Sunday, July 26, 2009

A Little This-a, a Little That-a

© 2007 David Minor / Eagles Byte¬

In 1830, when John Fowler passed Poughkeepsie on the night steamer, the town’s population had topped the 7,000 mark. A future resident was born this year, but in far off Fifeshire, Scotland. This first son, given the good old Scottish name of William Wallace Smith I, will have a brother, named Andrew, in 1836. Their father, James, had emigrated to Quebec in 1831, then entered the U. S. and settle at Poughkeepsie in 1847, going into the restaurant business. When dad buys a formula from an itinerant peddler with the rather apt name of Sly Hawkins, and advertises it for those "afflicted with hoarseness, cough or colds", he decides to “brand” it using William and Andrew. We know the bearded Smith Brothers, erroneously, as “Trade” and “Mark”.

But all that’s in the future. Very little seems to be happening this year in the Hudson River settlements between Newburgh and Albany, so Fowler isn’t missing too much. All along the river Greek Revival buildings are going up – an Episcopal parsonage here (Rhinebeck), a guest house there (Hudson). Many will survive down to our time. The former Dutch valley’s becoming homogenized; it’s this year that even the churches back up in the remote sections of the Catskill mountains stop using bilingual services, dropping the Dutch language.

Actually, remote sections may soon become fewer. It’s this year that a trans-mountain railroad is chartered, intended to connect Canajoharie, over on the Mohawk River, to Catskill, New York. Construction will begin in 1836; by the time work stops five years later its wooden rails topped with strip iron will have wound their way out of Catskill, along Catskill Creek, and reached Cairo, Leeds and Potter’s Hollow - for a grand total of twenty-six and a quarter miles. By this time trains are powered by locomotive (one in this case, aptly named Mountaineer), replacing the horses used during most of its existence. The following year, 1842, the line will be abandoned. Canajoharians will have to find some other way to reach Catskill.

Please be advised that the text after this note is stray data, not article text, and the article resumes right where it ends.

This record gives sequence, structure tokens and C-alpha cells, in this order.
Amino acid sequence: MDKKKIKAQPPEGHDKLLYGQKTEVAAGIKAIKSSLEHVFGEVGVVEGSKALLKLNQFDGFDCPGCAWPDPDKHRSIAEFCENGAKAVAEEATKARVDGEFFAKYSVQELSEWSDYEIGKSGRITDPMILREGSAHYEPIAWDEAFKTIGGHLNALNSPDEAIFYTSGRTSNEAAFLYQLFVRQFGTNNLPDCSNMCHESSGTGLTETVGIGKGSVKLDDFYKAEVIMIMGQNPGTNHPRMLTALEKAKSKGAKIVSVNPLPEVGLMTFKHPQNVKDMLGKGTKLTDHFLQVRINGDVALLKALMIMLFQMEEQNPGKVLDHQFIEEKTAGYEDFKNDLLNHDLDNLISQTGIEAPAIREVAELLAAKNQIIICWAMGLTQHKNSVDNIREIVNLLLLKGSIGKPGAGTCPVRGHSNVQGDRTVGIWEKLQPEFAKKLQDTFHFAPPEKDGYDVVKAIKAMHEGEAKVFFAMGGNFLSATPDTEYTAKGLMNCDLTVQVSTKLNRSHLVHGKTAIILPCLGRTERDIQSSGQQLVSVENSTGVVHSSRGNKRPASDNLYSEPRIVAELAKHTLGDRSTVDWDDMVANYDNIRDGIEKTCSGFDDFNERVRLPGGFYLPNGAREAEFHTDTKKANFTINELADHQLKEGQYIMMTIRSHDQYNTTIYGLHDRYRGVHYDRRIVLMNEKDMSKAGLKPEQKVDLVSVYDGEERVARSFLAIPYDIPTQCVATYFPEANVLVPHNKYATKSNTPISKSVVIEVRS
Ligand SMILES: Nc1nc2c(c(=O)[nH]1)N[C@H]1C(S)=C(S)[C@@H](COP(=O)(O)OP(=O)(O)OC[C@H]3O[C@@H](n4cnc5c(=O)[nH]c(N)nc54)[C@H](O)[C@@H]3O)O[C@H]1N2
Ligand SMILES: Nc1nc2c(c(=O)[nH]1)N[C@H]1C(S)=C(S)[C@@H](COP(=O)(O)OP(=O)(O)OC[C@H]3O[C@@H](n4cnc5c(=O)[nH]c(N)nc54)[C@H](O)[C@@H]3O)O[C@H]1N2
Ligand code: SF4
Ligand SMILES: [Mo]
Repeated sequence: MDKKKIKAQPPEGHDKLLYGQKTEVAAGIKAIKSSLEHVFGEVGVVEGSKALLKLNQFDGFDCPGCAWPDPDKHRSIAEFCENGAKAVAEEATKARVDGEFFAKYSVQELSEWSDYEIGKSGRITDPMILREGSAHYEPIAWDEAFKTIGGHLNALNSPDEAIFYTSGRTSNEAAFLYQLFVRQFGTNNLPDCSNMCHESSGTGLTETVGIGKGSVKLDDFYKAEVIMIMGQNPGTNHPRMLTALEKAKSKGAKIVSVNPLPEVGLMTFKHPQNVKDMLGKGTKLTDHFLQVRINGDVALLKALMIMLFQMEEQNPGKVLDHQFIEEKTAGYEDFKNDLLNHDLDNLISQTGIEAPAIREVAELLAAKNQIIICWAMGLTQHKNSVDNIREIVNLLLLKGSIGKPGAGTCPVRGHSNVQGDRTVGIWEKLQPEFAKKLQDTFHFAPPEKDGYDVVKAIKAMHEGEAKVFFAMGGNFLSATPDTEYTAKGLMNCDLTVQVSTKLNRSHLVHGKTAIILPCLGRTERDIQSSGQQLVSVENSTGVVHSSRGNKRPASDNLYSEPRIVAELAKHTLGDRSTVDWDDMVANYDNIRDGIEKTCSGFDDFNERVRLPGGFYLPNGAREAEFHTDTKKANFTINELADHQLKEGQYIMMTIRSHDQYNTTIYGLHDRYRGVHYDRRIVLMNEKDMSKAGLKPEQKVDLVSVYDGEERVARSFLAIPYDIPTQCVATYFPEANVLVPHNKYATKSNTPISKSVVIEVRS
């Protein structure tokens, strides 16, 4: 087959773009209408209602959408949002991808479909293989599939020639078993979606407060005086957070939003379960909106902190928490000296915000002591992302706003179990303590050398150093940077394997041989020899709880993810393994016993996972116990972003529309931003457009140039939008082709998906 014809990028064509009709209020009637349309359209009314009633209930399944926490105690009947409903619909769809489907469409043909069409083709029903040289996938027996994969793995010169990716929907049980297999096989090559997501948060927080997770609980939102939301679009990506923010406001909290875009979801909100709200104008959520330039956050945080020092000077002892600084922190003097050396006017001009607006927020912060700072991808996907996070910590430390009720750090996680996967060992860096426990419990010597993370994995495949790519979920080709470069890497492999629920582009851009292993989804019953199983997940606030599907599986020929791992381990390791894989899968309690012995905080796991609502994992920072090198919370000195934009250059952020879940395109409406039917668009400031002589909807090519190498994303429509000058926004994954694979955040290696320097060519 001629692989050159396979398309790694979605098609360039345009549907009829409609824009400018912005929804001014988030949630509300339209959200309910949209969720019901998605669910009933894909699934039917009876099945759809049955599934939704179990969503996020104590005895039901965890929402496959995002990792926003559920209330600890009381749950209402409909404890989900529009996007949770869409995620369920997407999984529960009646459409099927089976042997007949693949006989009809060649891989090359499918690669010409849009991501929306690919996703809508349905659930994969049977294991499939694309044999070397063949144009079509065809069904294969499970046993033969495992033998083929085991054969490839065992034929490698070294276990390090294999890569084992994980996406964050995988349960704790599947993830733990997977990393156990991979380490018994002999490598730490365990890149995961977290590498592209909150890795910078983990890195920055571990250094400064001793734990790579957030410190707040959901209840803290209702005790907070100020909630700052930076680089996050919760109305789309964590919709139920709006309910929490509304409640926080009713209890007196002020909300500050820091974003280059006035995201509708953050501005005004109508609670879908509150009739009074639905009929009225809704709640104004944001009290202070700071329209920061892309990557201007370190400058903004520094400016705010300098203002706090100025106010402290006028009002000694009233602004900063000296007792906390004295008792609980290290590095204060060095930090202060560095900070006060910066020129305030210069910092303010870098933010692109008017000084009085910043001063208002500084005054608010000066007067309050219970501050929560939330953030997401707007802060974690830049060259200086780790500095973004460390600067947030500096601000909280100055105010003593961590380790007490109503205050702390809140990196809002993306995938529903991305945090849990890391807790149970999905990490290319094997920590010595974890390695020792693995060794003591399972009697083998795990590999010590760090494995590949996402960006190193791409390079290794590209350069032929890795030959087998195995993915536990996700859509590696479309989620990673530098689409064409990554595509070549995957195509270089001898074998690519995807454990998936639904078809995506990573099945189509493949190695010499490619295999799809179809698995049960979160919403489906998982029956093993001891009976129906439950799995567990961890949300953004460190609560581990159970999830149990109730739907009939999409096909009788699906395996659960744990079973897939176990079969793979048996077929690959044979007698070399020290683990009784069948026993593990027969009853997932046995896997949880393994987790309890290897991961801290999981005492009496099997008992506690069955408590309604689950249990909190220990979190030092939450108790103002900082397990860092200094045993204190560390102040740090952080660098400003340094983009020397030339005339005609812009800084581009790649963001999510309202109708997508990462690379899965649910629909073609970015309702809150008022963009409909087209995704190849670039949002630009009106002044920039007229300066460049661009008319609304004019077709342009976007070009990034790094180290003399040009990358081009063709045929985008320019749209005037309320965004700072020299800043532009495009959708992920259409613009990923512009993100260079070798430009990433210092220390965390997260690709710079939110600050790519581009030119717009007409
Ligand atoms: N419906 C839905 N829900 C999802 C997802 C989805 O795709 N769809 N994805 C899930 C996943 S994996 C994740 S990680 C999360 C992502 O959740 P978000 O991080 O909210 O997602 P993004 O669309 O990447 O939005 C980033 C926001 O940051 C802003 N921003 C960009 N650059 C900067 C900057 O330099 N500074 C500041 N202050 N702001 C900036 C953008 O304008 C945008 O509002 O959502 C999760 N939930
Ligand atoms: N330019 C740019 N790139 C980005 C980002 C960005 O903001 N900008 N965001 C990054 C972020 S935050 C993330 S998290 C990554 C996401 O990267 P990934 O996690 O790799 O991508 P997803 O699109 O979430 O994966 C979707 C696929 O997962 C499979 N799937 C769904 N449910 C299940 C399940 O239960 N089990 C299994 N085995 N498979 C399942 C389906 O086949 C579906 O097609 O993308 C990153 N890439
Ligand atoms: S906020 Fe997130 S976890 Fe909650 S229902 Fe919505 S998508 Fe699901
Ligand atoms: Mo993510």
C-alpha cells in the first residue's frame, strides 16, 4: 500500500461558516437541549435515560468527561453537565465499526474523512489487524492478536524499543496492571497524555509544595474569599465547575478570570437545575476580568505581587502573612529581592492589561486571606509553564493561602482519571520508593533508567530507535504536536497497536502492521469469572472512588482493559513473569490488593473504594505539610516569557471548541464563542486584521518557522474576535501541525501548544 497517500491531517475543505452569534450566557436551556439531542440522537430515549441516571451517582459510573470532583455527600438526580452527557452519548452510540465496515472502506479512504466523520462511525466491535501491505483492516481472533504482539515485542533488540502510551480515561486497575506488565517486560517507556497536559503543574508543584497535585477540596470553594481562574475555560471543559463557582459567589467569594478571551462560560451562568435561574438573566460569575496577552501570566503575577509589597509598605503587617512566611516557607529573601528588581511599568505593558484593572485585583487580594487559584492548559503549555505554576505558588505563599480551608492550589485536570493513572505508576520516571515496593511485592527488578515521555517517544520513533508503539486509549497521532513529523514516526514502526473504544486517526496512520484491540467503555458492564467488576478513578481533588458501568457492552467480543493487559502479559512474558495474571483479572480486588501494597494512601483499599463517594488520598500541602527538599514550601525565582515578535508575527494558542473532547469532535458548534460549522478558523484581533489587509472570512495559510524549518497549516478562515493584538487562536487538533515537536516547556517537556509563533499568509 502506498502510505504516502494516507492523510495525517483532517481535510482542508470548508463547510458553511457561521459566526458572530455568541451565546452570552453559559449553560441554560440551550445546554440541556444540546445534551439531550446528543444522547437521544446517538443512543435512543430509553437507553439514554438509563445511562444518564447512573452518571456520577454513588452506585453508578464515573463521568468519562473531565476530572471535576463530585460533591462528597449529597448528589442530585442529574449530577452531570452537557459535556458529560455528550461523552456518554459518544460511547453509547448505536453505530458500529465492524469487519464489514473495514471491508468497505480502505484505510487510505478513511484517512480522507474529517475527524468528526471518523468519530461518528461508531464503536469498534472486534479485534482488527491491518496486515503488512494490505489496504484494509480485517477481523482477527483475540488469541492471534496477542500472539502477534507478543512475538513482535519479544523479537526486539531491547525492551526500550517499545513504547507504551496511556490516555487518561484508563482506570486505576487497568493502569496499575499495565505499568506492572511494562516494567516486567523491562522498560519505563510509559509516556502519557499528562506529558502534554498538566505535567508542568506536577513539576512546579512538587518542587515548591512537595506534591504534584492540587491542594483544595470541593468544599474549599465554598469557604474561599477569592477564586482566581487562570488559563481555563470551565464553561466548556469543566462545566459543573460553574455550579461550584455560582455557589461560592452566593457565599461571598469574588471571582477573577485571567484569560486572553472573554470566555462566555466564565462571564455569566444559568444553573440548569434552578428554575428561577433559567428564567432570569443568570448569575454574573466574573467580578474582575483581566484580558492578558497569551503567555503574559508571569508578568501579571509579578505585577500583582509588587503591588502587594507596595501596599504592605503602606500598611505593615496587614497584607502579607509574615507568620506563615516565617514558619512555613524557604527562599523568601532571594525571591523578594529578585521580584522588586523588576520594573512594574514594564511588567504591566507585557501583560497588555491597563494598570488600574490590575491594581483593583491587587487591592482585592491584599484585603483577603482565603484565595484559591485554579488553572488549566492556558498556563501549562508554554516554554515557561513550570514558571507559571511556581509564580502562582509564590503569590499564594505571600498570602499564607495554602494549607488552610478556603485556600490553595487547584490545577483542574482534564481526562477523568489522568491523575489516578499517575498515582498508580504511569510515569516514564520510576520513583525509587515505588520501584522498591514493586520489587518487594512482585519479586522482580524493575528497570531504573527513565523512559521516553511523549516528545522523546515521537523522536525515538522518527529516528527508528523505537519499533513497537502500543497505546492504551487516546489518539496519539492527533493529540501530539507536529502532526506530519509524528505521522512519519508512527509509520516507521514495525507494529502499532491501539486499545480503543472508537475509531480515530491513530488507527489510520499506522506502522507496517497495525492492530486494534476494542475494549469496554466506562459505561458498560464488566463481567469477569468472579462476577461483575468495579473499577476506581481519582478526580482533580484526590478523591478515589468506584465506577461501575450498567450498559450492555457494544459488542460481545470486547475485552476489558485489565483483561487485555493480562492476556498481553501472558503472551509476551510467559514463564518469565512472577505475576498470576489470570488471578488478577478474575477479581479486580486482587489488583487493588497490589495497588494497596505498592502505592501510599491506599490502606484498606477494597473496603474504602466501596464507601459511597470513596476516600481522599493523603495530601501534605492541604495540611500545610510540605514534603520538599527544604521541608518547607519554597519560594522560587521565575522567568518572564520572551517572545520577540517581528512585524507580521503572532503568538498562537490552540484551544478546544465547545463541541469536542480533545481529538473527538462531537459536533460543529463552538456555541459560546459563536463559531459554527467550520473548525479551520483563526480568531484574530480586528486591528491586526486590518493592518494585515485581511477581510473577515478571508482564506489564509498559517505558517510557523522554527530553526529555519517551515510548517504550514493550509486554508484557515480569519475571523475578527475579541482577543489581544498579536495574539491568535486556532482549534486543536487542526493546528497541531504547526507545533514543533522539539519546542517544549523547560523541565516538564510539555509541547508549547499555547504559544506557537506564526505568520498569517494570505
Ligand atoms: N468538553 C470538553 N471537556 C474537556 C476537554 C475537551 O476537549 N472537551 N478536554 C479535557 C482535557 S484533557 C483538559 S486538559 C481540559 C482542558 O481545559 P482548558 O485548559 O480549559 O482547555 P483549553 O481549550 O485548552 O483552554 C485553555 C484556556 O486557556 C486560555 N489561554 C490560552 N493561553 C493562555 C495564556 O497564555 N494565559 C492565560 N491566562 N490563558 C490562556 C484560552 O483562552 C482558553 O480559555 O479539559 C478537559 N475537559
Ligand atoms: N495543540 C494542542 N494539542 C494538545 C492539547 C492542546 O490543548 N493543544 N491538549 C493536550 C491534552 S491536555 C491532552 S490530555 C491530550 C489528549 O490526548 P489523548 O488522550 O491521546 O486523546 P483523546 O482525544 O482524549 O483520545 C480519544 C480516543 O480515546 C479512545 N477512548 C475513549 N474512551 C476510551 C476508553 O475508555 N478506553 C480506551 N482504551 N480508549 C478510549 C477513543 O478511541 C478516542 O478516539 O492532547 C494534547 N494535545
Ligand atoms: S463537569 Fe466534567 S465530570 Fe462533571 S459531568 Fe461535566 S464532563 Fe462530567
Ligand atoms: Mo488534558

In April (we’re back in 1830 again) the east-bank Town of Redhook changed the name of one of its river villages, Red Hook Landing, to Barrytown. An old tale has it that President Andrew Jackson had a strong dislike for former Kentucky Lieutenant Governor William Taylor Barry and was against the name change. But, maybe we should sic the History Detectives onto this one. Seems Jackson had just named Barry Postmaster General of the United States last year. Old Hickory couldn’t have disliked him that much!

While we’ve been poking around this section of the Hudson, John Fowler’s been waiting in Albany for the light of day so he can get his luggage off the steamboat Chief Justice John Marshall. He should have it by now, so let’s rejoin him.

He’s been pestered again, this time not by bedbugs or mosquitoes. Something probably just as persistent though. He tells us, “ . . . I was visited again and again by the agents of the two lines of western stages, each eloquent on the decided superiority of traveling by that for which he was respectively interested.” Old Line? Or Pioneer Line? Decisions, decisions ! !

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